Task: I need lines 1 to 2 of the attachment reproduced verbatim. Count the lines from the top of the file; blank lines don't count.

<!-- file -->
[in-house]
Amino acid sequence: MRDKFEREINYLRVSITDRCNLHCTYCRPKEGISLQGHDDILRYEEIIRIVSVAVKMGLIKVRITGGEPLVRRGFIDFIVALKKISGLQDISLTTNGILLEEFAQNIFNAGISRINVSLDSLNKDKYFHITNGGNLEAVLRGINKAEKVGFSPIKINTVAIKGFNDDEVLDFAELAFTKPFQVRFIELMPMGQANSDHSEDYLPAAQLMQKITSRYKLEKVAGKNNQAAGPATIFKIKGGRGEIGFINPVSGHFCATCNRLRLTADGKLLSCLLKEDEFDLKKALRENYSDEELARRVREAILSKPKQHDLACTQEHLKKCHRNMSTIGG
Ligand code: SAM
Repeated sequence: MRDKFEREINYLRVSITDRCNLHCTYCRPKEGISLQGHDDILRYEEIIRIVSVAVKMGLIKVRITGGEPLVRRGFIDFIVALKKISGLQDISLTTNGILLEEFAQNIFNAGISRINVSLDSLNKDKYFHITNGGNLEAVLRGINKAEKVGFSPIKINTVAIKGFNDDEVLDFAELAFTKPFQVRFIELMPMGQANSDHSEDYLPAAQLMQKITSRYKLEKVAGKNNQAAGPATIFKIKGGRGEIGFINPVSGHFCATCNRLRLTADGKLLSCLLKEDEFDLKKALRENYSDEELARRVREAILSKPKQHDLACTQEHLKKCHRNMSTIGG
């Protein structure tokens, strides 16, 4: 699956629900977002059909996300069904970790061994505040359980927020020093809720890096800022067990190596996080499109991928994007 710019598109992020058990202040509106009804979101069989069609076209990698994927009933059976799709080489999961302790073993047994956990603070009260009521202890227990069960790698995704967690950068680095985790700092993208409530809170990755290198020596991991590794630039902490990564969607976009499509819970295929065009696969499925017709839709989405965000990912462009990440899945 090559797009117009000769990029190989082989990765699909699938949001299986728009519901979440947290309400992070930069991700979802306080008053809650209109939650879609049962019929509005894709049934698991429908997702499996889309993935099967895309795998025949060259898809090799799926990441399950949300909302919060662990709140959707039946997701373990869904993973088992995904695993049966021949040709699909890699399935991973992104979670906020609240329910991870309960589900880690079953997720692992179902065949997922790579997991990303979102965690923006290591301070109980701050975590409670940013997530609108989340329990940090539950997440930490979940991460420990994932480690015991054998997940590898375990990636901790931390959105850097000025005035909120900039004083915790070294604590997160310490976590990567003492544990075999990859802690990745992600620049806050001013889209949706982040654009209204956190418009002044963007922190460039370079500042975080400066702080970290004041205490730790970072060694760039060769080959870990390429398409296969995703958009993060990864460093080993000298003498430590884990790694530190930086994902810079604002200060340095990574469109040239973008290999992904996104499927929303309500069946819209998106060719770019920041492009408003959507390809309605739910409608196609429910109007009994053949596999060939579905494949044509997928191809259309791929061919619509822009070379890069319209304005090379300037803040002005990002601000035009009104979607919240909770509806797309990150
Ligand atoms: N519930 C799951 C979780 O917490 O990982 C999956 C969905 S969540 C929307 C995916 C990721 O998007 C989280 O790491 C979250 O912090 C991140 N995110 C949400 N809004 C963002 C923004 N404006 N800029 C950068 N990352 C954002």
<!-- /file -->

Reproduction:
[in-house]
Amino acid sequence: MRDKFEREINYLRVSITDRCNLHCTYCRPKEGISLQGHDDILRYEEIIRIVSVAVKMGLIKVRITGGEPLVRRGFIDFIVALKKISGLQDISLTTNGILLEEFAQNIFNAGISRINVSLDSLNKDKYFHITNGGNLEAVLRGINKAEKVGFSPIKINTVAIKGFNDDEVLDFAELAFTKPFQVRFIELMPMGQANSDHSEDYLPAAQLMQKITSRYKLEKVAGKNNQAAGPATIFKIKGGRGEIGFINPVSGHFCATCNRLRLTADGKLLSCLLKEDEFDLKKALRENYSDEELARRVREAILSKPKQHDLACTQEHLKKCHRNMSTIGG